One year ago today, on July 15th 2010, I took a hike with my sister and our 400 dogs at Hagg Lake in Forest Grove, OR. We took no map and very little sustenance since the trail was a simple circle around a small-ish lake and we kinda thought we’d be done in no time.
Eight miles in we hit the halfway point of that not-so-small-ish trail.
After a much needed pit stop at the boat house, which included root beers and those ice cream sandwiches with the chocolate chip cookies and chocolate chips sprinkled around the outside of the vanilla ice cream… omigod yum!, I slipped on some gravel. The slip was so seemingly inconsequential that my sister, the most empathetic person I know, didn’t even ask if I was OK. Unfortunately I was far from it. And even more unfortunately, we had eight miles left to go.
My back seized at every point. Following that slip I was relatively immobile for over a month. Because of the sciatic nature of my injury I began commuting by bike rather than sitting to drive my car. It was simply more comfortable to stay in motion. Then in late August, just as my back began to loosen up, I got my bike tire stuck in a train track downtown and crashed with my feet stuck in the toe straps. Freaked out and bloody, I cycled seven miles home to Multnomah Village and that’s when the real pain began.
Paramahansa Yogananda said, “Pain is the prod to remembrance. The way of escape is through wisdom.” When I first read that I scrunched my forehead. Like so many famous quotes it made sense in theory but I wasn’t sure how to apply it to my life. All I knew was that every square inch of the right side of my body was in pain whether I was lying down, standing up, moving or stone still. The constant intensity of a nerve injury is excruciating and everything hurt. At that point it seemed ludicrous that wisdom could help my physical situation.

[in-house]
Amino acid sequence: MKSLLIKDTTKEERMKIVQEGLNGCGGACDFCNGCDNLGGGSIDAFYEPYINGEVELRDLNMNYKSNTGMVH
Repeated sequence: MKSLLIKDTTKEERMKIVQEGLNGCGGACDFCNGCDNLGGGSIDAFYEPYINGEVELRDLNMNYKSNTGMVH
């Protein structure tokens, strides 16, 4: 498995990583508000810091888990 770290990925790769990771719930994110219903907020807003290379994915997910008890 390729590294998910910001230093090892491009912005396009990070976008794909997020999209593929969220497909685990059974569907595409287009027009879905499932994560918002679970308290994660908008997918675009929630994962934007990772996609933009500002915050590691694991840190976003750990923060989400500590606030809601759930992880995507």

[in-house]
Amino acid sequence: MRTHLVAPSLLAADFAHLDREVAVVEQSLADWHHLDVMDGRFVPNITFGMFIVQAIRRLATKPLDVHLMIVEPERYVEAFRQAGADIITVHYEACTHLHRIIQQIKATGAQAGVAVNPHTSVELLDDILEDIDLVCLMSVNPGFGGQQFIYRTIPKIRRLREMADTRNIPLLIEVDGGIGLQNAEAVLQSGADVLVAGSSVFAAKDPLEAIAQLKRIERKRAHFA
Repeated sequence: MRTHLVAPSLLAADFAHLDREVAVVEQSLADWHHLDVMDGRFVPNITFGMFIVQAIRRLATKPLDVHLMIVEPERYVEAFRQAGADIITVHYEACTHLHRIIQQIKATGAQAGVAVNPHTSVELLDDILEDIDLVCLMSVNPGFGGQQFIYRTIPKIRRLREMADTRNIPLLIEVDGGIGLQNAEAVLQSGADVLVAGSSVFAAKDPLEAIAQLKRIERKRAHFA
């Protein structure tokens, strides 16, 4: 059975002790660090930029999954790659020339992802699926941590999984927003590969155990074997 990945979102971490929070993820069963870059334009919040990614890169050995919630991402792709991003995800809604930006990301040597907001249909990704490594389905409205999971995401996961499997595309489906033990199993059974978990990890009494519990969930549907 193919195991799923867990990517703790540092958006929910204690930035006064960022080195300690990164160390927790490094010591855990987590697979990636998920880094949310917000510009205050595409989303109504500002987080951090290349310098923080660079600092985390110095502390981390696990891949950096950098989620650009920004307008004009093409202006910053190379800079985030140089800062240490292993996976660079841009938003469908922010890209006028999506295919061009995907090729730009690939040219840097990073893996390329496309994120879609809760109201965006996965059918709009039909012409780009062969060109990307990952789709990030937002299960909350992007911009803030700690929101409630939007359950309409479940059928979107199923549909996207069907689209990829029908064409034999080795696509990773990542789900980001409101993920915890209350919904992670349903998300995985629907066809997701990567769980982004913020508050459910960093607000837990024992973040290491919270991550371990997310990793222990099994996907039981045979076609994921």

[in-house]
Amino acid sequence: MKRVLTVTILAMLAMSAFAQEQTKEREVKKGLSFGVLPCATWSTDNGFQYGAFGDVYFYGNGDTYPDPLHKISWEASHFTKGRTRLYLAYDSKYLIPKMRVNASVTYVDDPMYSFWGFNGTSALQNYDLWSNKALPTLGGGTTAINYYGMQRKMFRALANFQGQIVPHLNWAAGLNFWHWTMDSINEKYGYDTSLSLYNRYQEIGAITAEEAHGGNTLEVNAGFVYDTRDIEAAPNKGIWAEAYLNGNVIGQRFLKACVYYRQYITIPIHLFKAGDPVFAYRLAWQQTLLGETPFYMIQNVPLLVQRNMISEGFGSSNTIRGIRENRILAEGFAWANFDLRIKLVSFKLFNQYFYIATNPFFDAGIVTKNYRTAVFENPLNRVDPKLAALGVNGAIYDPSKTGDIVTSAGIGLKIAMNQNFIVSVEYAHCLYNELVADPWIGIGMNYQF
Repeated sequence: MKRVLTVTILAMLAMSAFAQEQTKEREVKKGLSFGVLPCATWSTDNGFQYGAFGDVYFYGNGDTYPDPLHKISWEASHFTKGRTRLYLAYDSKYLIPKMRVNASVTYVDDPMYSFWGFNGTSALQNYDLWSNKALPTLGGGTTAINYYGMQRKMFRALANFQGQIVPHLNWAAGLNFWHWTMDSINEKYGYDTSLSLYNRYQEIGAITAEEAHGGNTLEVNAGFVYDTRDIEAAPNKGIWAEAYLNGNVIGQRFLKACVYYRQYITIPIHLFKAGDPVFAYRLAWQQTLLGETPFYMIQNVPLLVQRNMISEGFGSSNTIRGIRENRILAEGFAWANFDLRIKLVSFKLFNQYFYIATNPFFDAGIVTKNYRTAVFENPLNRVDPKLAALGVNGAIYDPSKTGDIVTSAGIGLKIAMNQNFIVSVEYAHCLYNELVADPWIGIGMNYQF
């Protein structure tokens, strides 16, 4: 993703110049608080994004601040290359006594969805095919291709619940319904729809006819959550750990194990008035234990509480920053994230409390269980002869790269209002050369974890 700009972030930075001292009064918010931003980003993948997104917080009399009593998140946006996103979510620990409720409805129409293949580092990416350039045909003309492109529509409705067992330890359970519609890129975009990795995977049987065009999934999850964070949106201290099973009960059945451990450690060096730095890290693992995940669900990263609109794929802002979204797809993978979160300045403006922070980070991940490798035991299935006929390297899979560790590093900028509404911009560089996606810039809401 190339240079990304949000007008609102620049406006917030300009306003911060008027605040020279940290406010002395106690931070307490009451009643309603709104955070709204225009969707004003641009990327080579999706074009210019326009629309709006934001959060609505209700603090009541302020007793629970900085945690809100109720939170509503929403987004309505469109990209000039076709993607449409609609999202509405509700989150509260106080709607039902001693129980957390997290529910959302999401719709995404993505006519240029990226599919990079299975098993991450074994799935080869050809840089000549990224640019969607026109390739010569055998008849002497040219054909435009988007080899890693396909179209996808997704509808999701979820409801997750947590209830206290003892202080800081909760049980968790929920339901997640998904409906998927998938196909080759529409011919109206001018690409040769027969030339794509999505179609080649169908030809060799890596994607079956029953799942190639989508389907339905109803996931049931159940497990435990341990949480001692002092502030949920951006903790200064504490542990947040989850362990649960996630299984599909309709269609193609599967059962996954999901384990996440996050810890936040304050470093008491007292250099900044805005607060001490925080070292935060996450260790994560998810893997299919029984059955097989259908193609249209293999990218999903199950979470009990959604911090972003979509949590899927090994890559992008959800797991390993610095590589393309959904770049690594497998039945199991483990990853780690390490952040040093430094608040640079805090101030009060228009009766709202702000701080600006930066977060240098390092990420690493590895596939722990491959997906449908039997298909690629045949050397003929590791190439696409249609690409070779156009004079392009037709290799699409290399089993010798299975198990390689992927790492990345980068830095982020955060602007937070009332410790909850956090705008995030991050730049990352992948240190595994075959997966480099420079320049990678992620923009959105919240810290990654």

The deep truth is that when I slipped on that gravel, I took a knee, both literally and figuratively. I finally surrendered to the emotional pain and hurt that had been building inside of me since my life as I knew it blew up in New York. I let myself feel how completely exhausted and devastated I was. I stopped hiding it. I stopped trying to make it pretty and finally dove into the mess.
One year, 50 days of cleansing, 110 blog posts and countless hours of chanting later… I am back up. And I’m stronger now than I’ve ever been. I don’t mean to suggest I’m wise, but I’m certainly wiser than I was before, back when I felt bad for myself, when I felt stuck, frustrated and angry.
Today I understand what P.Y. meant because I lived through it. Those falls changed my life. I’m thankful for them. I’m thankful for the pain. Most of all I’m thankful for the journey and the friends who carried me to the other side. Because as it turns out, the other side rules. The other side is exciting and fresh. It is happy. I am happy. So I say, “Happy Anniversary to me!”